David Palethorpe

The views, thoughts and opinions of an ordinary UK citizen πŸ€”πŸ˜±πŸ˜‚πŸ˜‘πŸ˜πŸ€—

Atlantic Heroes – Recognition at last.

Courage rewarded at last

Courage rewarded at last

Atlantic Heroes – Recognition at last.

When I wrote my blog on the 9th January 2012 about the injustice of the Arctic Convoy Veterans not being recognised by the UK Government it was in support of those who have fought and campaigned for over 70 years.

I have to admit I wasn’t hopeful that the Government would move from years of prevarication to actually doing something so to see the veterans of the arctic convoys receiving the Arctic Star is tremendous.

Even if it was only to put the rules to one side and allow the medal to be awarded on behalf of Russia but wouldn’t it have been more appropriate if it had been from the UK Government on behalf of the British people?

It is difficult, in fact impossible to imagine what they, some as young as 16 experienced in performing their duty in carrying out the vital role played by the convoys from 1942 to the end of the war.

What is certain is that over 3,000 men died in the convoy crossings, battling not only the extreme weather, in itself bad enough, but also the German bombardment from the air and threat from U boats all to help keep a supply line with Russia open.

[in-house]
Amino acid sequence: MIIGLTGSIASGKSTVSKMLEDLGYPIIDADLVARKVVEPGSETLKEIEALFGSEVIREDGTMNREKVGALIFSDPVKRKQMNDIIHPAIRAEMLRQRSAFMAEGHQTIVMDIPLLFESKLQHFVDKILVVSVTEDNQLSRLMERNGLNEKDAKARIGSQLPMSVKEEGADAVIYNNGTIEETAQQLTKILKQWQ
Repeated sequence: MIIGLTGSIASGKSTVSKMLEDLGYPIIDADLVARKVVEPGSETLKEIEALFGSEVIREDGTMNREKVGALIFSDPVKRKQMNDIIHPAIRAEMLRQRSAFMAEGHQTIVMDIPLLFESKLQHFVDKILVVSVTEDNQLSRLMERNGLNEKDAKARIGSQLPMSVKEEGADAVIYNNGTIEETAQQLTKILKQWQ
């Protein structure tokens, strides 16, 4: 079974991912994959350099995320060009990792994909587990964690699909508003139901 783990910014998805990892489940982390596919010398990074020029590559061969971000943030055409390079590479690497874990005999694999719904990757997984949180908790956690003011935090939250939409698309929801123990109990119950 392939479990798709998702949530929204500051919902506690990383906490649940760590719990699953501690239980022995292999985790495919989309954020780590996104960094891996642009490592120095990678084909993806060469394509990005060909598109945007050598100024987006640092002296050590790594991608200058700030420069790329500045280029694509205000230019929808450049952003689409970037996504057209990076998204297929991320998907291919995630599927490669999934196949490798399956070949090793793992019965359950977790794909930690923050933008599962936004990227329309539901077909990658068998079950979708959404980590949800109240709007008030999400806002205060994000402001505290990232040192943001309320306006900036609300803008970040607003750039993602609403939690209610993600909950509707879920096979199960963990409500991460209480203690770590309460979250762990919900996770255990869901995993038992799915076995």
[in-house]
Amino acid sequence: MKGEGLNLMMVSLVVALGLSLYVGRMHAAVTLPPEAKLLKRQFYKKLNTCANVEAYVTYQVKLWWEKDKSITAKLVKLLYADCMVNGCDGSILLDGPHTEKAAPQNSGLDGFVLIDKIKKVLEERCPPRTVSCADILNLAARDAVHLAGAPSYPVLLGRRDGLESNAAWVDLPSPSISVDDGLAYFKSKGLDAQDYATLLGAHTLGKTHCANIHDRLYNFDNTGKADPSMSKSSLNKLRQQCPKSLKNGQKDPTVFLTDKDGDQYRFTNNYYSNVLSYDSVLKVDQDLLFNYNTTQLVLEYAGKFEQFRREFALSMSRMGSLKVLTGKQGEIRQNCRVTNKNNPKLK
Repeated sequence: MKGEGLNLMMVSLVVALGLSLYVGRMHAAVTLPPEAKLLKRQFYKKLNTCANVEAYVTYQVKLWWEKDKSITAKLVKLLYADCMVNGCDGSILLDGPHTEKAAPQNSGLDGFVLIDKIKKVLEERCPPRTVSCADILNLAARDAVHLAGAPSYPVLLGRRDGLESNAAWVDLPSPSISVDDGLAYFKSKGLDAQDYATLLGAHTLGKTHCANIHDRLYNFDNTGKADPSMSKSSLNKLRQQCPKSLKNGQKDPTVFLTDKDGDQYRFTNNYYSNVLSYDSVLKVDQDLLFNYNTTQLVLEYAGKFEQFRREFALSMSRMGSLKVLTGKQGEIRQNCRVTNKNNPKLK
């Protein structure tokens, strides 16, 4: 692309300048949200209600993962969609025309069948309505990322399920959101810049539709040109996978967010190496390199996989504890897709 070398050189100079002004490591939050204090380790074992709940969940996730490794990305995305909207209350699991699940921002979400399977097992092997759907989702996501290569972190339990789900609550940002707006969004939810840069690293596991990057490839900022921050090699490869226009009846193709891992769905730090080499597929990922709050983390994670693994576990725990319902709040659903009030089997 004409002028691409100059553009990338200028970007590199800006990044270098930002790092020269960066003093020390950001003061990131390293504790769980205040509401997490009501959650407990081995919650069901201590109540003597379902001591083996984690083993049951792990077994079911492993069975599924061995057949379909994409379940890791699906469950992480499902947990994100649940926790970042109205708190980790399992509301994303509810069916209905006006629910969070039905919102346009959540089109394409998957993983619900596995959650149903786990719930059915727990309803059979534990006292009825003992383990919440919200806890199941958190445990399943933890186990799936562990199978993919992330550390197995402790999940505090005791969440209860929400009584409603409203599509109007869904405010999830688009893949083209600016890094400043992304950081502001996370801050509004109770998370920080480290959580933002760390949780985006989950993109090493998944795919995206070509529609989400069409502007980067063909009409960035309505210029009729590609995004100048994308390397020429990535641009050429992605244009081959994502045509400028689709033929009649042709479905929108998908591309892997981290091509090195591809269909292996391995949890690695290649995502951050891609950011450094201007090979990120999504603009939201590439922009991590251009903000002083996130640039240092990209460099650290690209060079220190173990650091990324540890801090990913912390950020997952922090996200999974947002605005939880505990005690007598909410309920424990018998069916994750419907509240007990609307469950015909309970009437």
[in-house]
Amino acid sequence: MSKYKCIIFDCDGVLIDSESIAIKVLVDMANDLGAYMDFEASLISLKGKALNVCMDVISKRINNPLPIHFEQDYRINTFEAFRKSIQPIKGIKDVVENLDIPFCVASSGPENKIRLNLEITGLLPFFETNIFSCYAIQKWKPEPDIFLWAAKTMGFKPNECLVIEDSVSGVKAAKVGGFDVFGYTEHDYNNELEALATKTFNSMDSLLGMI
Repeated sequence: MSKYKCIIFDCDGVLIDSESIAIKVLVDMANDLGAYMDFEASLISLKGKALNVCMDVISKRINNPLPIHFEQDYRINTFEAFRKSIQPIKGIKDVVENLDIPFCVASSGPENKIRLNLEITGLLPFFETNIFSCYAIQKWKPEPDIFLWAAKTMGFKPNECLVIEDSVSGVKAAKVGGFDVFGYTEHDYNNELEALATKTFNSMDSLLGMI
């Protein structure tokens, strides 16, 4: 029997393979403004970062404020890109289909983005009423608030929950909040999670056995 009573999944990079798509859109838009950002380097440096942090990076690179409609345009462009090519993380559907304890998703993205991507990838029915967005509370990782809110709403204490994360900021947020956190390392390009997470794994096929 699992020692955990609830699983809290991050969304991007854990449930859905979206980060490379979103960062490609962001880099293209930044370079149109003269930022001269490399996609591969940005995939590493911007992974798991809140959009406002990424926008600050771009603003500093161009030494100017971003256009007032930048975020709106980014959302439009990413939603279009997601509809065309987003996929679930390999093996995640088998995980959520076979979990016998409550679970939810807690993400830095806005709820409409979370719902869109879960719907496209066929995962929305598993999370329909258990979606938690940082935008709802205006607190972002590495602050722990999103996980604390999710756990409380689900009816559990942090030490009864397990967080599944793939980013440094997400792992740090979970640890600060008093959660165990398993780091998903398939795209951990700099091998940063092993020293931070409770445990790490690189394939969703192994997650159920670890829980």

Harshness of convoys was unimaginable

Harshness of convoys were unimaginable

There is no doubt that the conditions the Royal Navy and Merchant Sailors had to deal with we’re amongst some of the worst faced by any sailors not only during the Second World War but since.

Waves in the unforgiving Arctic seas whipped up by gales reached as high as 60ft with extreme low temperatures and the added problem of having to negotiate the convoy through pack ice, quite simply conditions that made it almost impossible to see anything that might have been in the sea.

In fact temperatures were so low that if the human skin made contact with the metal of the ship it would freeze to it.

Abandoning ship if sunk almost certainly led to death from hypothermia unless, and some were, fortunate in being immediately picked up by the next ship in the convoy.

Most of the survivors have now reached or are approaching their 90th year and may sadly not be with us for much longer.

All the more reason to give credit to the Government for recognising the veteran’s contribution and for all of us to say thank you.

And when we look at the photos and faces of the Arctic convoy veterans today try to think of them as they were then, young men, most who had never been to sea before who were suddenly by a stroke of fate thrust into one of the harshest theatres of the war.

But also think about those who didn’t survive and who missed out on the great adventure of life and the opportunities it offers.

All the more reason why their sacrifice should never be forgotten.

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This entry was posted on July 3, 2013 by in Uncategorized.

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